Governor Cuomo Proposes Significantly Increased Regulation of Organic Food Waste
In Part KK of his FY 2018 New York State Executive Budget, New York Governor Andrew Cuomo is advancing a legislative proposal to force large generators of organic food waste to rethink their handling and disposal practices. Our expectation is that this proposal will be passed into law in the next few months along with the remainder of the Governor’s budget. With the passage of this law, the ability of an organization to send food waste to a municipal landfill will be curtailed. The program applies to generators of two (2) tons or more per week, but could easily evolve into the regulation of all non-household generation of food waste.
The law is intended to accomplish a number of laudable goals, including increasing the donation of edible leftover food, the recycling of food scraps as animal feed, the promotion of composting, lowering greenhouse gas generation and the conservation of landfill capacity. Although the public benefits of the program are laudable, the cost will be borne by the entities generating the waste.
The following businesses and organizations will be required to participate upon the law’s enactment:
- Food Processors
- Colleges and Universities
- Nursing Homes and other Health Care Facilities
- Supermarkets and Grocery Stores
- Venues and Events (convention centers/party houses)
- Restaurants (serving more than 8,000 meals/week)
- Correctional Facilities
The law requires large generators of food waste to source separate by January 1, 2021. In other waste management areas, our experience is that the regulations implementing “source separation” will likely require each covered facility to engage in training, recordkeeping, reporting, proper cold storage and source reduction. Our further experience is that “source separation” will likely trigger audits of current practices, leading to the application of and compliance with New York State Department of Environmental Conservation-approved “best management practices” to reduce the amount of materials in waste streams. While there may be a benefit to the organization from the practice of auditing and the implementation of the best management practices with respect to “shrink control” of the underlying food products, any non-implemented “best management practice” holds the potential to expose the entity to fines and penalties once the agency inevitably invokes its enforcement authority. We, therefore, recommend that, like the reports generated by all other kinds of environmental self-examinations, the results of any food waste audits be reported to legal counsel to invoke privilege and confidentiality to the extent available.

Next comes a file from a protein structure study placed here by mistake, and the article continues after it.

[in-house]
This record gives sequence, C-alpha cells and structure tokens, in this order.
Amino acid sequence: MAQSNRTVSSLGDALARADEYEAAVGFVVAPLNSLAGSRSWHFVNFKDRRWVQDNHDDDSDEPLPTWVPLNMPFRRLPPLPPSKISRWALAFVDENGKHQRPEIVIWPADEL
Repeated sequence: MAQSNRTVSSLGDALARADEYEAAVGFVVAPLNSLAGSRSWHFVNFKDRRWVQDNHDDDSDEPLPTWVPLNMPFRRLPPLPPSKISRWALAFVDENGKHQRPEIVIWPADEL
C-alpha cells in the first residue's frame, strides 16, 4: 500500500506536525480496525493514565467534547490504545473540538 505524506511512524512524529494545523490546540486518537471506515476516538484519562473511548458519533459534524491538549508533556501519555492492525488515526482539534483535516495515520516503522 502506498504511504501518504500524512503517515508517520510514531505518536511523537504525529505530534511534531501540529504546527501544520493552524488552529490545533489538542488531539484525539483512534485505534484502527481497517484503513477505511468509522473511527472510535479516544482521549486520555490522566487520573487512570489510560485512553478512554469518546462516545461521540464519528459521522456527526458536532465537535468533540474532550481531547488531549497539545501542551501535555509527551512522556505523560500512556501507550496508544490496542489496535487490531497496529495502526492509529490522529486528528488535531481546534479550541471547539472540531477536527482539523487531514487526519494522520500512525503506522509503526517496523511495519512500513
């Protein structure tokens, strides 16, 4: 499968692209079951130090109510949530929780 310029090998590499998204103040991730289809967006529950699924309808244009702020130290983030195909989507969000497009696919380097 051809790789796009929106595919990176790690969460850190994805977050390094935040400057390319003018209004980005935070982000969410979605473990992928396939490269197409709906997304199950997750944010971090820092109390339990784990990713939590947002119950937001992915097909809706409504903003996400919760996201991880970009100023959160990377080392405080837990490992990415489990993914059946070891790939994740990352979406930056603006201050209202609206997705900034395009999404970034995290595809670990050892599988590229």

We also surmise that another objective of the source separation requirement will be to ensure that the generators separate out any plastic, silverware, containers, bags, ceramics and glass from the food/food wastes, so that the organic waste stream is in a pure enough form to be used as animal feed or composted.